Posted: August 5, 2015 by Jaime Stenning
Logically there are some key things that have to be going on to qualify as a growing business. Unfortunately not all of these pull in the same direction.
By definition, a fast-growth business is growing quickly; this means that there must be significant sales effort (or rather sales results) taking place. Normally bred out of the insatiable passion and excitement of business growth we expect to see all the trappings of an entrepreneurial business: a can-do attitude, impatience, speed in decision-making, speed to market, and a sales and customer-focused attitude.
To put all this in place and have it actually ‘kicking off’ is what most entrepreneurs dream of. Being on the crest of a wave. Watching the sales graph grow exponentially. How great is that.
There is, however, a problem that most people seem to forget about, ignore or sweep under the carpet. That is the boring, dull, tedious and mind-numbing requirement to put tight and effective systems and processes in place, to measure and record everything and to be generally pretty anal about everything that happens. Not a lot of fun here! At least not for the typical entrepreneur.
So, should we allow the wild and zany exploits of the gung-ho sales-focused entrepreneurs be hemmed in by the Larry Logic mindset of the systems police?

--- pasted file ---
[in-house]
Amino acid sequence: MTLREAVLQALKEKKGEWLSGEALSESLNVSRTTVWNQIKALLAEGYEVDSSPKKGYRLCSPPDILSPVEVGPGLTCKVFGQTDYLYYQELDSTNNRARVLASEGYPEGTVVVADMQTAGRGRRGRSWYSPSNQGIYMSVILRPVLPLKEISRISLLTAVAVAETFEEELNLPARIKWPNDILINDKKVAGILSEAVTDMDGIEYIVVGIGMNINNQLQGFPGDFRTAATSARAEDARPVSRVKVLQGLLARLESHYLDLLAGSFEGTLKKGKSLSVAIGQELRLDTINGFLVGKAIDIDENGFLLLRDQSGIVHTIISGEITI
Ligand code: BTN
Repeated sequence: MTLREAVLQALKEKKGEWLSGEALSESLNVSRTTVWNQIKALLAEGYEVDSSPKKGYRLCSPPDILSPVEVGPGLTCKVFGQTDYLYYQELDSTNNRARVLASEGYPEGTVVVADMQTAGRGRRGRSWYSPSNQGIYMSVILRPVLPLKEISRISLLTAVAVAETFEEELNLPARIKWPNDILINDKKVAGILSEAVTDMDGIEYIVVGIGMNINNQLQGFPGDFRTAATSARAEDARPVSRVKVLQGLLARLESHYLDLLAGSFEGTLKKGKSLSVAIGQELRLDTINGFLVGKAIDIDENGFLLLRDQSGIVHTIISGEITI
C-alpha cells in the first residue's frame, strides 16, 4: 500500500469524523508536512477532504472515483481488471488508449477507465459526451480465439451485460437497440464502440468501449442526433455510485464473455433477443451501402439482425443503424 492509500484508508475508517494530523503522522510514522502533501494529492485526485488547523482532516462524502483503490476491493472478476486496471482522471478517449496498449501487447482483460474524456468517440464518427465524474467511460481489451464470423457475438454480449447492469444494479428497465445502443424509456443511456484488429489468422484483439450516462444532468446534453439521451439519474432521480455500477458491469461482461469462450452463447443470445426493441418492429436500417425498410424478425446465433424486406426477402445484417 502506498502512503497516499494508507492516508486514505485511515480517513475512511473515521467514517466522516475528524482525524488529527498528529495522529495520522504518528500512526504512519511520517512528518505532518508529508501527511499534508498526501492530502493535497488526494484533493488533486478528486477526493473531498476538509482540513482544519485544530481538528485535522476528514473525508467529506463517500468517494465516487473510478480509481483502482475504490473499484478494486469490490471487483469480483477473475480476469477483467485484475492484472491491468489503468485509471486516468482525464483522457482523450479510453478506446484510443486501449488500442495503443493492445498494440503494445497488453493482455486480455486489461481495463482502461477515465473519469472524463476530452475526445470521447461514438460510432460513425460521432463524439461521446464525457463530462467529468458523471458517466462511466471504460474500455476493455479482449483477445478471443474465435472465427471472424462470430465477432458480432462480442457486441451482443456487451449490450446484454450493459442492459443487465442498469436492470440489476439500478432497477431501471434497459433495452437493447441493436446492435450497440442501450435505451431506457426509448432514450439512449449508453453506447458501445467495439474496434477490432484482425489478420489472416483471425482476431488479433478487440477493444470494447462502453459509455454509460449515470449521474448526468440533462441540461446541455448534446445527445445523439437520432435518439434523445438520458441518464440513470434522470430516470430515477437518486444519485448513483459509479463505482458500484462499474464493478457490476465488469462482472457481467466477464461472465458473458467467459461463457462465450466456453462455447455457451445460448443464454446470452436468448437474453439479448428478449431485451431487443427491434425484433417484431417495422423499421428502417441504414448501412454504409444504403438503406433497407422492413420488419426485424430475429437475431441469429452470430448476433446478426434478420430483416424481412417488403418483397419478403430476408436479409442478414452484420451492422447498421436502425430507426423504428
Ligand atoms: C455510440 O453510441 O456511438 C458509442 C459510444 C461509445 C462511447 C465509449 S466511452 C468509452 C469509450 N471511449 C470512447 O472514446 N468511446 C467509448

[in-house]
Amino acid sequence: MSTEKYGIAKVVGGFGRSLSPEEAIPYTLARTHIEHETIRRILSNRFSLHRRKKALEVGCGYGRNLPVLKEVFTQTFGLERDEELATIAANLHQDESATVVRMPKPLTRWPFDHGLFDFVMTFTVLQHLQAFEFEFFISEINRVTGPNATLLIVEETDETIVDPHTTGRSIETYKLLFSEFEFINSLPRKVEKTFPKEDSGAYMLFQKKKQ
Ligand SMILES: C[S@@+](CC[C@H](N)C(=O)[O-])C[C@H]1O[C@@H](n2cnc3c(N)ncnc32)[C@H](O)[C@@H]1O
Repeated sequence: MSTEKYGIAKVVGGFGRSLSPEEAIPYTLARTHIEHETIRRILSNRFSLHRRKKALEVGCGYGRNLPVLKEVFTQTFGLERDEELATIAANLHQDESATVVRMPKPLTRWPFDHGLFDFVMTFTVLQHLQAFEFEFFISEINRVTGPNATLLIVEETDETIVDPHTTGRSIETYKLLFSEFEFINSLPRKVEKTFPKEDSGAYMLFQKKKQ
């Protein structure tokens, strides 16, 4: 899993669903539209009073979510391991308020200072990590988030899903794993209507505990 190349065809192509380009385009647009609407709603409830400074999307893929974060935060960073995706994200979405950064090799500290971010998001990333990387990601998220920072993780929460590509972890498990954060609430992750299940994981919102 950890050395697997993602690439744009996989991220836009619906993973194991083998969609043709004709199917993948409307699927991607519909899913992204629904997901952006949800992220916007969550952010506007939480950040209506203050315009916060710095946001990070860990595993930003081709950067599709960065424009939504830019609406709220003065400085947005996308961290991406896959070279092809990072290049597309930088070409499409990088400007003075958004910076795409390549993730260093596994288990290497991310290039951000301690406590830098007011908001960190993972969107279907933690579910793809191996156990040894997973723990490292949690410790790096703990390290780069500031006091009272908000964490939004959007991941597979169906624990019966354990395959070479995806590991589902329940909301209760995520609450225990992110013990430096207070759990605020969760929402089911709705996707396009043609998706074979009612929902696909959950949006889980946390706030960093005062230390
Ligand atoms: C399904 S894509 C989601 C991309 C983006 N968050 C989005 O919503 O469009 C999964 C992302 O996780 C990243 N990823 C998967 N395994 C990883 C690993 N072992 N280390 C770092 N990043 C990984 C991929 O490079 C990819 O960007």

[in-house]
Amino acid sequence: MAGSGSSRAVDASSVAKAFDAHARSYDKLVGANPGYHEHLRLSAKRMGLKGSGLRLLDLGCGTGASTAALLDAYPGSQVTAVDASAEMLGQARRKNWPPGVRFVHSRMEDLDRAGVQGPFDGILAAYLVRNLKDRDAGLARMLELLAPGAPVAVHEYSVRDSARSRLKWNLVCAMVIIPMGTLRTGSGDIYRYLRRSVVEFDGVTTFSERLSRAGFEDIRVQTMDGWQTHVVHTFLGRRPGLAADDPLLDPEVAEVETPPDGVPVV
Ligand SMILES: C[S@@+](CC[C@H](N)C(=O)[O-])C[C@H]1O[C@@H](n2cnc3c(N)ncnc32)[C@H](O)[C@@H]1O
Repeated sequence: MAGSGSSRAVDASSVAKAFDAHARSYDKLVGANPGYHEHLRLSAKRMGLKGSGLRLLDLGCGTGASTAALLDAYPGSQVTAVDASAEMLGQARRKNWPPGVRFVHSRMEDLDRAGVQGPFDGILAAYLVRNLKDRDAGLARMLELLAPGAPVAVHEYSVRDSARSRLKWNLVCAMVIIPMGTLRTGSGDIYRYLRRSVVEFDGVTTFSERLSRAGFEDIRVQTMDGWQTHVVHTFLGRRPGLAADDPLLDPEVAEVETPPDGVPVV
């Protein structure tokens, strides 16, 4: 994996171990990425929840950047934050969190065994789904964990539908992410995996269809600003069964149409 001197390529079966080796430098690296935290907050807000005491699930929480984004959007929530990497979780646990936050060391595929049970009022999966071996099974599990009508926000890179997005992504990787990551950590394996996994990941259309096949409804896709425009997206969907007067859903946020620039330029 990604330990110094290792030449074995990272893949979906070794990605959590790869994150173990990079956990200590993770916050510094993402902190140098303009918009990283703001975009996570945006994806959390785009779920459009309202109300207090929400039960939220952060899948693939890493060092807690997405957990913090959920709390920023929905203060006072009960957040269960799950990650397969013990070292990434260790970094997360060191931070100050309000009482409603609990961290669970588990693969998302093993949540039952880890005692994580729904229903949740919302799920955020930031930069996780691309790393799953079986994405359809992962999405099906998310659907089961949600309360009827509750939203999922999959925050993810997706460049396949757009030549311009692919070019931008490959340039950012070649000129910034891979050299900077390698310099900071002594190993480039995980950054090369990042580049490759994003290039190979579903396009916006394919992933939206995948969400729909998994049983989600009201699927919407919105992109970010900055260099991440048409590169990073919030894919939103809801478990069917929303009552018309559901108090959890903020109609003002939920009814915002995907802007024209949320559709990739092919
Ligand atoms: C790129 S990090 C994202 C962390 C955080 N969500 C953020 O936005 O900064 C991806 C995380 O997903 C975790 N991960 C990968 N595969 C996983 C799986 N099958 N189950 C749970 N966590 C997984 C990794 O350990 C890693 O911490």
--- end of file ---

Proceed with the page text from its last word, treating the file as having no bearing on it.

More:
Well, obviously the answer is “no”, but how on earth do you do that?
The whole thing about putting systems in place is that they need to be seen as an asset to the running of the business. For everyone. If they make life easier for the crazy salespeople then they will use them. What they object to more than anything else is systems that appear to be there for ‘systems’ sake’. They seem to serve no other purpose than to perpetuate the myth that they are important if not urgent and cannot be ignored. These kinds of systems just drive everyone bonkers (apart from the jobsworths that set them up in the first place).
But the point has to be made. Businesses go bust because they run out of cash. The faster you grow, the faster you burn cash. Grow too quickly and you literally haemorrhage the cash. Suddenly, game over.
If the cash doesn’t get you then customer service levels and operations will. Unable to keep up with the demand, it is simply a question of time before you screw up with a customer. Big time.
And a subset of service levels is the whole people piece. Growing businesses need staff who are happy to tolerate the chaos and ambiguity that inevitably go with the growth. One person resigning or not being able to find the right candidate for a key post (at whatever level) becomes a block to progress.
I cannot count the number of times an entire growth strategy has floundered because one key piece of the jigsaw puzzle has vanished: a key member of staff moves on, cash isn’t quite what we thought it was, can’t find the newstart.
The ability to deal with all this uncertainty and put in place effective systems is what sorts out the successful from the wannabe growth companies.
But, to re-iterate, no cash = no business.